If there was ever a name on the ukulele circuit that needs no introduction, then it’s Jake Shimabukuro. The reputation of this lightening fingered impresario perpetually proceeds him and I recall seeing Jake perform at GNUF in 2019 where he shared the stage without ego with his guitarist and bass player. This is my primary recollection of the performance. He purposely directed plenty of limelight on his band mates to make the audience appreciate the brilliant skills of each of them, not just himself. This generous and levelling attitude is thrust forward again here on Jake’s new album. The retro artwork shows outlines of all instruments, without individual focus, and whilst Jake’s name may be central, the very title indicates we are here to listen to a band, not a soloist. With these thoughts in my mind before I’ve even hit play, my interest is excitedly peaked. Let’s go through Jake’s new album together shall we?

This instrumental assemblage begins with When The Mask Comes Down, the ukulele and heavy guitar building on a pulsing bass line. The sinister chord shifts of Twelve follow, a slightly disturbing composition which would happily feel at home on the soundtrack of a post-apocalyptic zombie movie. Resistance too then could add some optimism to that fictitious flick with its defiant title although the guitar part leans more to Westerns than anything more malevolent. The ukulele part here is delicious, a barrage of perfectly paced notes as Jake effectively acts as a live arpeggiator while the midway melodic lull is a Bowie-like sci-fi fantasy.

Lament does exactly as one would expect, some heavenly picking with a feather light accompaniment while Red Latin, adds, well you guessed it, some Latin rhythm and style. One cannot say the titles don’t deliver! The bass of Morning Blue provides a solid yet gentle picking ridge of which to build the uplifting ukulele melody while the guitar shimmers around them both. Summer Rain again delivers a spirit enhancing melody, this time Dave Preston moves impressively to some picked acoustic guitar. Wish You Were Here then breathes that very same air into the lungs of the Pink Floyd classic.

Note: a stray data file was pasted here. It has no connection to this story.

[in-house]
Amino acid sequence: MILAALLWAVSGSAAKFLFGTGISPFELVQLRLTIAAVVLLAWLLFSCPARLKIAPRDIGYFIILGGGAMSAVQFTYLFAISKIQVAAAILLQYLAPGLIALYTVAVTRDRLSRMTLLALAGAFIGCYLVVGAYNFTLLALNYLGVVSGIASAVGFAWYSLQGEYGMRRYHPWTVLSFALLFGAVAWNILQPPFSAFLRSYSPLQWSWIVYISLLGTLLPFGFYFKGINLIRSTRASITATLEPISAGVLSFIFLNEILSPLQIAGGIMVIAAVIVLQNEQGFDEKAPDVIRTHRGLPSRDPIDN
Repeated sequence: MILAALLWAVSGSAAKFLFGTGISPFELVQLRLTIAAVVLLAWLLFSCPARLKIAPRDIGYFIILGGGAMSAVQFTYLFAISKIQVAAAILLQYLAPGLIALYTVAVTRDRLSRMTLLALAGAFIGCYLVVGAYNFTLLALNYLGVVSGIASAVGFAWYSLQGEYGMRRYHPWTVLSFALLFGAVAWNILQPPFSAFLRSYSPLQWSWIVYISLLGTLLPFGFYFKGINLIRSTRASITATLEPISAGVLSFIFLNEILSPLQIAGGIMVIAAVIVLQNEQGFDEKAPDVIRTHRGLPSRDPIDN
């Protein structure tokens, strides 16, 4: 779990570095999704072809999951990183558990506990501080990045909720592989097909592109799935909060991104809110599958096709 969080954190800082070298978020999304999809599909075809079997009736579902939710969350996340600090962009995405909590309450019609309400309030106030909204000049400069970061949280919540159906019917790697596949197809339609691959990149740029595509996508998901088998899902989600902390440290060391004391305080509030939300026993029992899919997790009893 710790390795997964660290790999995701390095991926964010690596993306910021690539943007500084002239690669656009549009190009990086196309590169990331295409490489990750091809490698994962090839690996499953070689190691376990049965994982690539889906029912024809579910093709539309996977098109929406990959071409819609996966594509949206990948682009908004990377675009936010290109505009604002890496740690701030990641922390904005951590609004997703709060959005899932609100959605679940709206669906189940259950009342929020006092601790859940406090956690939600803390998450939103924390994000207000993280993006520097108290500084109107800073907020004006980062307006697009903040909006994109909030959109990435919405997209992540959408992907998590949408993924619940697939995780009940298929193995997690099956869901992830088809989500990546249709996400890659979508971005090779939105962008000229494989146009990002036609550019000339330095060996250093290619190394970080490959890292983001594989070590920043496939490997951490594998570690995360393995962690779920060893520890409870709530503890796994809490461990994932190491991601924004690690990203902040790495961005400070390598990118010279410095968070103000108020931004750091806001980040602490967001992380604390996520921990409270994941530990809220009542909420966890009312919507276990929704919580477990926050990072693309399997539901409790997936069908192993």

Fireflies keeps the acoustic guitar flying with some great slide and blues before Waialae, of course, adds a dash of the traditional sounds of Honolulu. I pause here to reflect how the album has gone from such a heavy opener to this homage of the classic island sound. And I’m eager, also, to add my appreciation for the wee solo bass runs from Nolan Verner here that really give the track some lovely punctuated flow. It’s interesting how such flourishes can really add something special to a piece.

As we approach the last few tracks On The Wing saddens us and Strong Is Broken, perhaps ironically, fills one with optimism. Landslide draws the album to its conclusion, a cover of the Fleetwood Mac classic. As gorgeous as this is, I did feel it “tagged on” as Strong Is Broken was a smooth and uplifting conclusion to this wonderful selection of vocal-less pieces. I was wrong. The more I listen to this coda, vocals flawlessly performed by Rachel James, I treat it as an encore, one final salute to such an inspiriting album and now I cannot imagine “Trio” without it. It’s a finishing layer of gloss with its heartwarming glow. Curious and indeed well informed readers will know Rachel is no stranger to the band as she and Dave Preston can be found together again in folk rock band Dearing. Tsk, it’s all about who you know.

The musicianship is second to none. That should be as plain as your nose on your favourite emoji. There’s also certainly a style to it, the ukulele usually taking the melody with unblemished support from the bass and guitar. But all the while the album is bursting with considerable variation, thought and texture. Jake Shimabukuro seems to be taking us even further over the ukulele rainbow with this album, it’s a complete journey of sound and construction, three instruments and 14 strings magically fusing together in all their guises. “Trio” is a refined integration of instrumental style, immaculately executed and brimming with warmth and sentiment.


You’ll find Jake Shimabukuro all over the web, of course, but the official website is always a good place to start.


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